The Yamanashi prefectural government has decided to prohibit the shooting of movies and TV dramas in the Aokigahara forest at the base of Mt. Fuji if the scenes include suicides, as they believe such depictions could encourage suicides in real life.

Yamanashi Gov. Shomei Yokouchi said he wants to erase the image of the forest as a famous site for suicide.

The decision was incorporated into the prefecture's action guideline for suicide prevention, which was drawn up Tuesday.

According to National Police Agency statistics, the prefecture's suicide rate was 36.1 per 100,000 people in 2011, the highest nationwide for the fifth year in a row. Last year, 312 people committed suicide in the prefecture.

According to Health, Labor and Welfare Ministry statistics, 212 residents of the prefecture killed themselves last year. The prefectural government said many people who committed suicide came from outside the prefecture.

A large number of them do so in the Aokigahara forest. Since most of the forest is owned by the prefecture, movie or drama producers need to obtain permission from the prefecture to film in the forest. In making its decision, the government takes into consideration what scenes will be filmed.


Wednesday, September 5, 2012

Announcement for Film Screening at University of Tokyo: "Ashes to Honey"

Announcement from H-Japan; if you are in the Tokyo area, check out this film:

"Ashes to Honey" [Mitsubachi no haoto to chikyū no kaiten]

Year: 2010

Film Length: 115 minutes

Subtitles: English
Director: Kamanaka Hitomi, Group Gendai

Discussant: David McNeill, Sophia University

While the weekly anti-nuclear demonstrations now taking place in Japan mark a new chapter in local citizens' action, they may also be understood as part of a longer history of popular protest, and an ongoing debate about political transparency, democracy, and grassroots action in Japan. In the spirit of understanding the current debates and some of the deeper questions they raise, UTCP has organized a screening and discussion of Kamanaka Hitomi's film Ashes to Honey (2010).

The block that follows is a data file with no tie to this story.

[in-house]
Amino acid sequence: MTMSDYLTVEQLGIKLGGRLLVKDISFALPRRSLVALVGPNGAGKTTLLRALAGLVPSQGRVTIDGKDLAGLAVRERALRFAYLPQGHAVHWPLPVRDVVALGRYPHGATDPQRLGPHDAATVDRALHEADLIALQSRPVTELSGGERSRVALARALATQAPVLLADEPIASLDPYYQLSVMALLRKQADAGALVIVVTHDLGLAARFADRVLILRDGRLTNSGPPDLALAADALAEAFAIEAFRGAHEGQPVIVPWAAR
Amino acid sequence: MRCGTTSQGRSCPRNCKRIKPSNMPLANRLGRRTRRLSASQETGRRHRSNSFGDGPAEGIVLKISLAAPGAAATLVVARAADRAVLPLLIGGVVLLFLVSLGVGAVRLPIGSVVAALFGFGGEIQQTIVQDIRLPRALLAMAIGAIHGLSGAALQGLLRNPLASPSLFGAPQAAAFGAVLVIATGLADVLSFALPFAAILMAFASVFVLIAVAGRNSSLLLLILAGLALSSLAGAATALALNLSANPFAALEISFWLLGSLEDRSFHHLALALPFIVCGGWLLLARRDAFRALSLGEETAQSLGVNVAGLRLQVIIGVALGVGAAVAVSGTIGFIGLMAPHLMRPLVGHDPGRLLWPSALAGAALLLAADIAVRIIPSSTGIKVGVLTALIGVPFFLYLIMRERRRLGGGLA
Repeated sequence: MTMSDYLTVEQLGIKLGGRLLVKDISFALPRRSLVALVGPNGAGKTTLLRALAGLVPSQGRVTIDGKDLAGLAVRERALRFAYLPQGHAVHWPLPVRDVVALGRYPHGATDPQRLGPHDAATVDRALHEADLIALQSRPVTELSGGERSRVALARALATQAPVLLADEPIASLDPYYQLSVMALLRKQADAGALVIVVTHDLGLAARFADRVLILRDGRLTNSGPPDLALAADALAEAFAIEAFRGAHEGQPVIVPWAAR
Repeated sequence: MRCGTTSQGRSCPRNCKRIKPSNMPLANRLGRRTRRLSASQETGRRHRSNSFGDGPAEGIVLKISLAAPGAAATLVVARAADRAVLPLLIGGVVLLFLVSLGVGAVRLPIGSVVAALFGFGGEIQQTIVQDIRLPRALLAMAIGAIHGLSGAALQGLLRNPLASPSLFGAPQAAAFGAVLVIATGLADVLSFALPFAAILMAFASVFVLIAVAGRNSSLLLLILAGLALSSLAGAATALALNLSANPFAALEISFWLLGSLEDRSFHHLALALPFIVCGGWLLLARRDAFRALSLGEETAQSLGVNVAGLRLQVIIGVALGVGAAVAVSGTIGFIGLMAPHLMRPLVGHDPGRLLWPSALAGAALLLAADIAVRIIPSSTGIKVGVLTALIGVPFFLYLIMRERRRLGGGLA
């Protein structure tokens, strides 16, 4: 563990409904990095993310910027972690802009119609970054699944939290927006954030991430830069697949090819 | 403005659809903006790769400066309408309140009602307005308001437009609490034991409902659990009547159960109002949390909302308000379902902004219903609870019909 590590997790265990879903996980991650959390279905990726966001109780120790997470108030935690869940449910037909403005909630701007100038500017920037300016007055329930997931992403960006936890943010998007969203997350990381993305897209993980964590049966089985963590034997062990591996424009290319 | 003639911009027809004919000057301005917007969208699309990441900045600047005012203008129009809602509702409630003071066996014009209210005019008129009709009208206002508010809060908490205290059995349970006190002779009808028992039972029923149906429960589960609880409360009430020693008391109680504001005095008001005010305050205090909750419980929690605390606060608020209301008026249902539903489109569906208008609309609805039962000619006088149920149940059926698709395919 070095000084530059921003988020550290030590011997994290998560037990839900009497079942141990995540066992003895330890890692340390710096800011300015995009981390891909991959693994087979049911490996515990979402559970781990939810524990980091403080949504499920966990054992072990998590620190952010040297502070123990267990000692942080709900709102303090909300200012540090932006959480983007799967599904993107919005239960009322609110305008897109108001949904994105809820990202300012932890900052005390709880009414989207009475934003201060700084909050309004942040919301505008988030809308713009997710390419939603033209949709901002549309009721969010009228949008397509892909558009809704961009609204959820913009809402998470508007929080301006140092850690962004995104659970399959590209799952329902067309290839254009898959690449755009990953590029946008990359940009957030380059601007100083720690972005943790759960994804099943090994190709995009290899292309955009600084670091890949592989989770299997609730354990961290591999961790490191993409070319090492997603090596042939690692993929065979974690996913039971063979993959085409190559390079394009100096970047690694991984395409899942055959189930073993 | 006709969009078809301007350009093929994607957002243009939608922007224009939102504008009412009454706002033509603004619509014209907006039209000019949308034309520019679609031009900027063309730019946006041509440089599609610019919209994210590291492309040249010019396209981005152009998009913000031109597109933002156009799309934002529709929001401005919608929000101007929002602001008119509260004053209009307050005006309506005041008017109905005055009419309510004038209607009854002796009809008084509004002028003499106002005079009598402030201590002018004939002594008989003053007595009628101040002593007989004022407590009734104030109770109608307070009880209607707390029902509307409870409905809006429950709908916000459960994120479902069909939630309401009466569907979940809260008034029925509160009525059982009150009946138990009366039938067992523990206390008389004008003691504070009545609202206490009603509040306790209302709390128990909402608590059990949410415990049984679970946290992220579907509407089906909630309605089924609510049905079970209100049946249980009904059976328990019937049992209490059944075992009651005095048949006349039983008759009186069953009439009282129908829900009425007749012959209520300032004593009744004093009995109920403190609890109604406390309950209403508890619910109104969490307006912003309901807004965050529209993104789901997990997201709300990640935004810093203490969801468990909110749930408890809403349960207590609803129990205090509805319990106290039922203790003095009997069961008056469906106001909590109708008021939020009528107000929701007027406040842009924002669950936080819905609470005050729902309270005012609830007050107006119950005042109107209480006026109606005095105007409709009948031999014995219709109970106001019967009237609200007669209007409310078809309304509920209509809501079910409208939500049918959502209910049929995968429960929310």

Filmed before the 3/11 disaster, Ashes to Honey takes both a local and global perspective on questions about energy policy, sustainable society, and non-violent protest. At the local level, it depicts the situation on Iwaishima, an island on the Seto Inland Sea, where the residents have been locked in struggle for almost three decades to protect their lives and livelihood from the construction of a nuclear plant by Chugoku Denryoku. To bring this into a global perspective, Kamanaka travels to Sweden, to assess the results of two decades of alternative energy policy, and whether parts of the North European model could be successfully implemented in Japan.

Taking the debate around energy policy as a point of departure, Ashes to Honey prompts us to reflect on how we imagine a future, sustainable society, and the efforts required to realize it.

We are pleased invite you to join us for this special screening, to be followed by a discussion and Q & A with the director.

Kamanaka Hitomi is a documentary filmmaker, working extensively on the issue of nuclear energy. Following ten years at NHK, Kamanaka-san today works as an independent filmmaker. Her previous films include Hibakusha — At the End of the World (2004), and Rokkashomura Rhapsody (2006).

Date: 17:00-20:30, Wednesday, September 12th, 2012

Place: Media Lab 2, 1st Floor, Building 18, University of Tokyo, Komaba Access:

For more information:

Tuesday, September 4, 2012

Announcement: The Royal Anthropological Institute's Body Canvas Photography Competition‏

I recently received information about this interesting photo contest dealing with the body as canvas. The submissions they are looking for are Engaging photographs that explore biological, cross-cultural and social elements of body art and modification in relation to these categories:

1) Tattoos and Scarification
2) Piercings and Body Reshaping

Deadline for submissions 30th September 2012.

For further information and submission guidelines please visit:

Take a look at previous photo competitions on flickr:

Saturday, September 1, 2012

"School asks deaf preschooler to change his sign language name"

From The Lookout via Yahoo! News:

Three-and-a-half  year old Hunter Spanjer, who is deaf, signs his name by crossing his forefinger and index finger and moving his hand up and down.

To his family, friends and those who know the Signing Exact English (S.E.E.) language that the Grand Island, Neb., boy uses, that gesture uniquely means "Hunter Spanjer."